Why Internal Marketing Matters

If, by definition, marketing is the practice of sharing a brand’s story with consumers, “internal marketing” seems like a pointless endeavor. Why spend valuable time and resources marketing your company to a group of people who know its operations better than anyone else?

While you won’t be sending targeted Facebook ads to your employees, internal marketing is the practice of promoting a company’s objectives, services and greater mission to team members, which builds brand loyalty and helps employees understand the “why” behind their work.

Here’s why you need to do it!

Internal marketing is ultimately about having a unified brand vision, which means it reaches well beyond the marketing department. Consider this your quick start guide to developing an internal marketing strategy that’ll make a big impact at your organization.


As the people with the deepest understanding of the brand’s mission, vision and values, your marketing team is a natural choice for spearheading an internal marketing campaign. Don’t forget to include human resources (HR) and public relations (PR) to support the campaign, though. Both have unfettered access to internal and external audiences and can be extremely helpful in efficiently disseminating information.


Your internal marketing campaign should match current initiatives you’re implementing externally. More than that, it should feel truthful and representative of your employees’ real experiences in the workplace. If you don’t know if the message you’ve crafted is accurate, you need to do some internal research to find out how employees really feel.

For example, if your messaging includes language about offering a great work-life balance, but in reality employees feel their work seeps into their personal lives, you need to adjust your language or address the problem internally.

Surveys are a great place to start. You can also host interviews with a representative sample of employees to dig a little deeper. Either way, make sure your subjects know they can and should answer honestly, even if their feedback is not entirely positive (source: Everyone Social).


Do not launch an internal campaign out of the blue. The campaign should be linked to other large, institutional changes taking place, like new hires in the C-suite or a logo rebrand. This will help current employees digest the new information and understand its roots.

Just like an external campaign, implement your strategy in phases. In fact, you can apply many principles of consumer advertising to your internal marketing campaign (source: Harvard Business Review). Messaging should remain consistent across channels and from all parties. Proper use of your typical brand voice and visuals is a must. There should also be appealing graphics and precise, clear language.


Internal marketing campaigns can and should be distributed in many forms:

  • Flyers
  • Emails
  • Booklets
  • Announcements
  • “Fireside chats” or all-team meetings
  • Department head memos


The reasons for enacting an internal marketing campaign vary from business to business. For some, employee sentiment is lacking. For others, employee behavior does not match the promises the company makes to its customer base, so the organization needs to realign. Internal marketing can also be used as a preventative tactic to retain top talent. No matter your reason, it provides many benefits in the long-term.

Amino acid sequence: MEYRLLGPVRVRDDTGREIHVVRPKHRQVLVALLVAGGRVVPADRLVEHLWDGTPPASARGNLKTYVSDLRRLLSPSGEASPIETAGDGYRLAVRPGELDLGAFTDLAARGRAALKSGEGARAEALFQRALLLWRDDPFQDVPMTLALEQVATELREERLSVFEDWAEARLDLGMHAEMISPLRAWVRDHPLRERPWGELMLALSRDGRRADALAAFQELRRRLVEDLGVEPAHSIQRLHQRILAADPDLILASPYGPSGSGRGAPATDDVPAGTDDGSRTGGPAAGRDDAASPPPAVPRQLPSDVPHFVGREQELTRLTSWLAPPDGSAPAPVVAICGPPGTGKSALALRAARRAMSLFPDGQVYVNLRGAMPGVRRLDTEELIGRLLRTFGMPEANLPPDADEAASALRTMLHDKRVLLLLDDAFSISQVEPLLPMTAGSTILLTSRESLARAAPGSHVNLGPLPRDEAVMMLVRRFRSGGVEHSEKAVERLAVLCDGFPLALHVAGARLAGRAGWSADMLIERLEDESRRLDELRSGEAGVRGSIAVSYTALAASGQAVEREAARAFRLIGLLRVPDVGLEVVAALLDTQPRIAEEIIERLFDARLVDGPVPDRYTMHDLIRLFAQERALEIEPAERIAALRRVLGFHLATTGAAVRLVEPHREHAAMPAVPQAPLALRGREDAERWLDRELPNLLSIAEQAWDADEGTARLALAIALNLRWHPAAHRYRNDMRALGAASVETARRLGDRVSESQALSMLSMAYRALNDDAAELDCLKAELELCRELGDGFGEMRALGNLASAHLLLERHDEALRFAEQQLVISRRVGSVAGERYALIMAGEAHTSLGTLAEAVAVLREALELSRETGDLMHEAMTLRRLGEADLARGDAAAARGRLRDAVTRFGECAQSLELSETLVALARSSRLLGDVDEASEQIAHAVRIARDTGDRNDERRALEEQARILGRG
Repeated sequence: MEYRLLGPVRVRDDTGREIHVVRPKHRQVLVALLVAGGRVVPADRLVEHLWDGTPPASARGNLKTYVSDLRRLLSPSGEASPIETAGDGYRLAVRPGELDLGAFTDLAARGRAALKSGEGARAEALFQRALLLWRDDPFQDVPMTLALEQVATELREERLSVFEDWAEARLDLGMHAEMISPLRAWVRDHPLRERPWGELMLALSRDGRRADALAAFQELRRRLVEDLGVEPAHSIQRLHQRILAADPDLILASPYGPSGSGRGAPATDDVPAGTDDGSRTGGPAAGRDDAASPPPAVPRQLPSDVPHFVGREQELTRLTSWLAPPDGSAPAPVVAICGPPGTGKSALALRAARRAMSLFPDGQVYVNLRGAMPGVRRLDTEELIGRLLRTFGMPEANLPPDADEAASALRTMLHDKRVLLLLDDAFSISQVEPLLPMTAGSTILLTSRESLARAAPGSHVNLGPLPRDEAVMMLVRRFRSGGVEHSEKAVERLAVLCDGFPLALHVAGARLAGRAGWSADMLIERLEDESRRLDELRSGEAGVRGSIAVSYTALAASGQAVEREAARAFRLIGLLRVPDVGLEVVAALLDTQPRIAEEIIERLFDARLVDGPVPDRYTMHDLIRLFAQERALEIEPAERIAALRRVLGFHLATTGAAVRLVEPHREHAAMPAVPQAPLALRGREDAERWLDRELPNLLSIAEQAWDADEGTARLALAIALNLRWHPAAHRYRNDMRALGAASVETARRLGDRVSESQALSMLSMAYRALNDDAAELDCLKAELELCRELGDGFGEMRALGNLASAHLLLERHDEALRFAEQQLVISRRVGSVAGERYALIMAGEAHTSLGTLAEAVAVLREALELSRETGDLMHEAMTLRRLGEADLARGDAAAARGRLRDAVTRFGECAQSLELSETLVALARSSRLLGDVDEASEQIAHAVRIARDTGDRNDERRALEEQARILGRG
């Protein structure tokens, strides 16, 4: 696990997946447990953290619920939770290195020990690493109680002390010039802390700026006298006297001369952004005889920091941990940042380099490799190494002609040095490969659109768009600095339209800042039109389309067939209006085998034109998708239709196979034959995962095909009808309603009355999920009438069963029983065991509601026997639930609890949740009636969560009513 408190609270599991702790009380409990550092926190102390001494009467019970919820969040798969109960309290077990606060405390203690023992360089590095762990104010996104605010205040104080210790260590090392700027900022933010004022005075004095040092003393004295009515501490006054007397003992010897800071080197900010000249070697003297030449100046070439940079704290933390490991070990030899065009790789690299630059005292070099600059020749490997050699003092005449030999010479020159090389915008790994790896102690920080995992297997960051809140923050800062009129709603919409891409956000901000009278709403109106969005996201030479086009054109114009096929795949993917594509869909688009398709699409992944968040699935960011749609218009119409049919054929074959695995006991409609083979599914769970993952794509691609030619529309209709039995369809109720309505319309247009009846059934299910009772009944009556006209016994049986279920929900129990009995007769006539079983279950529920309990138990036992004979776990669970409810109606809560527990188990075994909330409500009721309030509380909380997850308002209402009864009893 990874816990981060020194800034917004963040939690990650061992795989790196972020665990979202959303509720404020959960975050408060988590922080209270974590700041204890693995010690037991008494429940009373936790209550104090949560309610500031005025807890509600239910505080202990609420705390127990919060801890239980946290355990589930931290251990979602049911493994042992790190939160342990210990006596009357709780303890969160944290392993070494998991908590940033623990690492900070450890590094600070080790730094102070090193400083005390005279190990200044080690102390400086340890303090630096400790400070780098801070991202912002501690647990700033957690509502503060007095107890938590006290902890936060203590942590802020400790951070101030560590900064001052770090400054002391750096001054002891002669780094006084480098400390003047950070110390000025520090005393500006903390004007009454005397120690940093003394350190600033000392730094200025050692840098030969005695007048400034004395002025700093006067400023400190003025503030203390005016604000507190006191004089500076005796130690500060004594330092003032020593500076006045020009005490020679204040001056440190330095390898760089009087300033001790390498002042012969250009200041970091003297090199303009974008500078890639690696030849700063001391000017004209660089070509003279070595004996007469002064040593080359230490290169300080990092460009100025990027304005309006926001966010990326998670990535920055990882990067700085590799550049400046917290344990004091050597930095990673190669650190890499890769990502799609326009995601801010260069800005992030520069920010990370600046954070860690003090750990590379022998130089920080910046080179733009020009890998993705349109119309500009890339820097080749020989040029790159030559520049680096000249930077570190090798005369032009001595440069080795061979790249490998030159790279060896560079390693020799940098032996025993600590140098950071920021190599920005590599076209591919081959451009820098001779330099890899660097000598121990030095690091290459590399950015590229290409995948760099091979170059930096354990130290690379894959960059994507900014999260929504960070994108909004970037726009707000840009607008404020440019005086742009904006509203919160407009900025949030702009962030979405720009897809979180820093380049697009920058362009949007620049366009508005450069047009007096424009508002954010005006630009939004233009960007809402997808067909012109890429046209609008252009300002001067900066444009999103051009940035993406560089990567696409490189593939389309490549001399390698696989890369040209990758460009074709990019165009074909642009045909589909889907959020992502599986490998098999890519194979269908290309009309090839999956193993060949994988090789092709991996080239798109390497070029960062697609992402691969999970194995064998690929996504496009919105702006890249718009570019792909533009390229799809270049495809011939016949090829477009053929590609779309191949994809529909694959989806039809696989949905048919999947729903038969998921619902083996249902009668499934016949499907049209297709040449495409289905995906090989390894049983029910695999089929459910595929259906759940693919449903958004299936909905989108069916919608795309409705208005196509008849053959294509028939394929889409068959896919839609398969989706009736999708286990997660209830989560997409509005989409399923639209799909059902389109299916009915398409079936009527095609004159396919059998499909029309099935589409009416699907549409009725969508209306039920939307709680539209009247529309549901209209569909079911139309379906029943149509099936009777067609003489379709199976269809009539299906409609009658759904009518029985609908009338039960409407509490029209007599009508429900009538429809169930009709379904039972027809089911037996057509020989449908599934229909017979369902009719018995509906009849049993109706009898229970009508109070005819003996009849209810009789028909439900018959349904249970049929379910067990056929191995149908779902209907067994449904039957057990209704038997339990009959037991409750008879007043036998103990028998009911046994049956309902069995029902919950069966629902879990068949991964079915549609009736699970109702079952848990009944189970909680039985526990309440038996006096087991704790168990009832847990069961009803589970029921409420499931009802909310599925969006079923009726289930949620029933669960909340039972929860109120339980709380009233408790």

To start, your team are your best spokespeople. These are the folks most likely to tout your company’s products and services to friends and family. They’re the ones giving word-of-mouth recommendations in their neighborhoods, and you truly cannot underestimate the value of this type of marketing. One Nielsen study showed that 84% of people trust recommendations from friends, family and colleagues over other forms of marketing (source: Nielsen).

Beyond word-of-mouth, employees who share company news on social media can help the information reach hundreds or thousands of additional eyes. It pays, then, to have employees who take pride in their work on your payroll. An internal marketing campaign can help you get there.

Generally, this type of campaign can help employees make powerful emotional connections to what they’re selling or producing (source: Harvard Business Review). When employees understand the “why,” they may be motivated to work harder or stay with the company longer. Both are beneficial to your company’s bottom line.


There’s implementing an internal marketing campaign, and then there’s implementing an internal marketing campaign well. Rule #1: don’t sleep on empathy. The way you communicate with your employees needs to be authentic, honest and transparent, especially when the news is not all positive (i.e., budget cuts in order to implement a new green strategy).

Consistency is extremely important. If you aren’t 100% set on your messaging, do not start disseminating it. Too often, employees hear whisperings of new policies from co-workers, then they receive a completely different message from leadership several weeks later. Your communicators must be a united front and share the same message across all channels and departments to maintain employee trust. Holding the occasional full-team marketing meeting that includes representatives from HR, PR, advertising and sales can also help with consistency.

As new employees enter the fold, be sure to implement a level of education on the front end. New team members should be caught up to speed on the internal campaign as soon as possible. Don’t forget to send regular reminders to your veteran staff, too. Repetition is an excellent tactic for memorization (source: What Is).

In the marketing world, there is always more to do. Spending time and effort on internal communications might not seem like a good use of your time, but pour even a few basic resources into an internal campaign and your organization will reap the benefits for years to come.